Sunday, November 09, 2008

The Right To Pursue Happiness Unless You're Gay

Well, we've overcome one hurdle in this country. The ability to consider a person's ability and substance over skin tone. Will the next one be Gay rights? Don't you think it's time?

The Gays in California are coming out in force to protest the banning of gay marriage. It is my feeling they have every reason to do so.

Our Declaration of Independence says, "We hold these truths to be self-evident, that all men are created equal, that they are endowed by their Creator with certain unalienable Rights, that among these are Life, Liberty and the pursuit of Happiness." Unless you are Gay and want to get married. Or at the very least have the same rights as married couples.

The major argument put forth by all who are not Gay seems to be the definition of marriage. Our religions, I'm told, tell us it is an institution to be shared by one man and one woman. I can buy that. I can also buy the opposing point of view.

As with all serious issues, there are no clear cut answers. Just like the argument of when life actually begins, so rages the controversy of whether one is born Gay. Those arguments will continue as long as man resides on earth for there is no defining criteria other than the opinion of one set of "experts" pitted against another.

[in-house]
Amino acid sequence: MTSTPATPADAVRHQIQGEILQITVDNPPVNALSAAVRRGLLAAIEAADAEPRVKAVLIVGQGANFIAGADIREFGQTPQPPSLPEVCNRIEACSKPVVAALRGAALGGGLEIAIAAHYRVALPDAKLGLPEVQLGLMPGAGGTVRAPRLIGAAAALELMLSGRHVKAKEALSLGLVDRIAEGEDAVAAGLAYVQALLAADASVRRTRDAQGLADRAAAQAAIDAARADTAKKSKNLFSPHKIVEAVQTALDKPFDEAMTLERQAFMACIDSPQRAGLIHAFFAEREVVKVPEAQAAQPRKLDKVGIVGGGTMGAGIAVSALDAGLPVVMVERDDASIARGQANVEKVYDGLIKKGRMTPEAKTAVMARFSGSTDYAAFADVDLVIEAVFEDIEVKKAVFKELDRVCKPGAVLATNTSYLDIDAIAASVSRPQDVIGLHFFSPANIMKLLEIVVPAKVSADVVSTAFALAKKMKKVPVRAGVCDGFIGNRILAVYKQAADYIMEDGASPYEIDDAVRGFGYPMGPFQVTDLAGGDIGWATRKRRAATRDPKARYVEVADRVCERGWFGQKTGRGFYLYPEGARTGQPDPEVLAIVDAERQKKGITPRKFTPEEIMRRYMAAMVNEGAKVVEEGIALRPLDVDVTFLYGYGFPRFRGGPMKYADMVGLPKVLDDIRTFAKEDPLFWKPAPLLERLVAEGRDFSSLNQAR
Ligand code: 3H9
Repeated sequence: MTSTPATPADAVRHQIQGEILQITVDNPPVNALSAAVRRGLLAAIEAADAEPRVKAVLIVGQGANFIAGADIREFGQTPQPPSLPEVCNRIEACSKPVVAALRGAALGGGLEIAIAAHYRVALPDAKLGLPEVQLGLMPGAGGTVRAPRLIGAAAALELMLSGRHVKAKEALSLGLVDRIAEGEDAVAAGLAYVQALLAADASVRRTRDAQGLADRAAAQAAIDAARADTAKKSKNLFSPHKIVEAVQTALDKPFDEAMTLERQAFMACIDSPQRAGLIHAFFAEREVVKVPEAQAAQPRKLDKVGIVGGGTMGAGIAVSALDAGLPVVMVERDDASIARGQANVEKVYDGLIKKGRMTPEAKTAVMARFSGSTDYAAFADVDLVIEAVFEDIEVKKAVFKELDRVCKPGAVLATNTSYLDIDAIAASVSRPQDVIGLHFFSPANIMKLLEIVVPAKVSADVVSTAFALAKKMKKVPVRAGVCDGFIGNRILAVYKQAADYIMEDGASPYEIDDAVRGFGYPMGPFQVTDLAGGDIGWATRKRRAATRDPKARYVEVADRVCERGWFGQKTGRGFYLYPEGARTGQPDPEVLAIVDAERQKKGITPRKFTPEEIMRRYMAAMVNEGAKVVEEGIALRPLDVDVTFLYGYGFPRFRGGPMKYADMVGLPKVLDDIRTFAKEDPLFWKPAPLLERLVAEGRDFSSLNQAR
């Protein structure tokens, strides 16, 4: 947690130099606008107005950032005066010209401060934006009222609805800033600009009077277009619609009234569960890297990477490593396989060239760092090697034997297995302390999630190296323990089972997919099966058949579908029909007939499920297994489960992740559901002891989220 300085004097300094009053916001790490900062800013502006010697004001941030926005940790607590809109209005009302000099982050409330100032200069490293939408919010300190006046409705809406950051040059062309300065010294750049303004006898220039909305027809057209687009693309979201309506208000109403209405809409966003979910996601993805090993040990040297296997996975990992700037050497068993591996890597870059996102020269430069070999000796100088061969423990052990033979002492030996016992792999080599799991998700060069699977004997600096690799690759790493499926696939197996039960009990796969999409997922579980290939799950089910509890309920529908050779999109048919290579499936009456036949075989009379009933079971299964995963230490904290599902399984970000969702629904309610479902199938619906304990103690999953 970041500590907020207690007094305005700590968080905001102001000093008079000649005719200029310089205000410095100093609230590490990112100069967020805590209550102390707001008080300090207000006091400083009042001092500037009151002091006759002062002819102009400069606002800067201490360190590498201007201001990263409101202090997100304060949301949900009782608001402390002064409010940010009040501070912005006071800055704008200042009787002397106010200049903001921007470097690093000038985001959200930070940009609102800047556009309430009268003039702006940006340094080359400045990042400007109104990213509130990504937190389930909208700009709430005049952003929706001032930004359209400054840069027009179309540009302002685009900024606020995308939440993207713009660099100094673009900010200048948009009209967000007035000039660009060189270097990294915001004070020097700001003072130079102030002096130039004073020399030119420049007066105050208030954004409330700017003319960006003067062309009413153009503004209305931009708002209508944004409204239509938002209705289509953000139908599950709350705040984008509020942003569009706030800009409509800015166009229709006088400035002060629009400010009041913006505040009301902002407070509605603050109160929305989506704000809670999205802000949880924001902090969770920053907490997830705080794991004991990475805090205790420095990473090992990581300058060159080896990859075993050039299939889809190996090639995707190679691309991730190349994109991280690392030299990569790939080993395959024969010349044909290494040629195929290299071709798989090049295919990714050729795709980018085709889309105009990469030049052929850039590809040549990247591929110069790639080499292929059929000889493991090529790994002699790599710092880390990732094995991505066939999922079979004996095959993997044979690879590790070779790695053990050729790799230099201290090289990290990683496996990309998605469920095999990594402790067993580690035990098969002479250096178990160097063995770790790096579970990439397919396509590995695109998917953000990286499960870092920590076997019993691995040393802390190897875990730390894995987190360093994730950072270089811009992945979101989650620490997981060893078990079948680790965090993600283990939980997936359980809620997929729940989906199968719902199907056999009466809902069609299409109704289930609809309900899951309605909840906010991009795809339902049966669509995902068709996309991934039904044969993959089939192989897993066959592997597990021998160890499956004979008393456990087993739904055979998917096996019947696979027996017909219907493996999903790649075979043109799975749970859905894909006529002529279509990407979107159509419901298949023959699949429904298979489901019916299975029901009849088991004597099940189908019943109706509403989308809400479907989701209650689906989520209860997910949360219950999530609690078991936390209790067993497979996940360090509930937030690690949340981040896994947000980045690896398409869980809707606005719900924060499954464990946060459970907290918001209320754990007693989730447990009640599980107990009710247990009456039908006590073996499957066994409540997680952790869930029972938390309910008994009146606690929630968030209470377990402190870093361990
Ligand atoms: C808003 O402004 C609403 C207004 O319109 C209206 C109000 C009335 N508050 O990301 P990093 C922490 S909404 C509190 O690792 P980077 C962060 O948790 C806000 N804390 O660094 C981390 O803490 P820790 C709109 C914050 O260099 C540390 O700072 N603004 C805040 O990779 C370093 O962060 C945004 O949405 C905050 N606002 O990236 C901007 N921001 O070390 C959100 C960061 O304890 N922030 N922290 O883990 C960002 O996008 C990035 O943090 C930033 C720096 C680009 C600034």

I should like to think the time has come to accept the fact that we are not all the same. Depending on the division of those pesky little genes we have different proclivities. Some of us are more attracted to our own sex. Even to the point of falling in love. Have you ever tried to not fall in love? Should how people who fall in love and want to spend their lives together be legislated by those who oppose their lifestyle?

It can't be easy being Gay. I read the column in the Spokesman written by a Lesbian. She has a partner, a couple of kids and they've just bought a home. The owner of the house they bought warned the neighbors about "them". What a great start in a new neighborhood!

Gays are becoming more and more forthright about their lifestyle. They are pioneers in a cause not unlike Martin Luther King's quest for equality. Is it not time that be granted?

As with any cause, there are those within the ranks that do more harm then good. Like the "gangsta" image put forth by many Blacks. It's an "in your face" posture meant to intimidate and it does. The same goes for the "I'm here and I'm queer" in your face Gays. They are their own worst enemy. There's a limit to the effectivness of the squeaky wheel!

But for all the others still closeted, or those we live and work beside who have inched out, we owe them more then they're getting. If they'd be willing to compromise language for rights I really believe most people would be satisfied. What's the matter with having a civil union? Many heterosexual couples have civil unions if you will. They wed in the eyes of the law but forego a religious ceremony.

Had Hub had his way, that's what we would have had. I just don't think tinkering with constitutional amendments in the fever of fear and anger is the way to solve the problem. It won't make it go away. It will just stoke the fever of hatred. Haven't we had enough?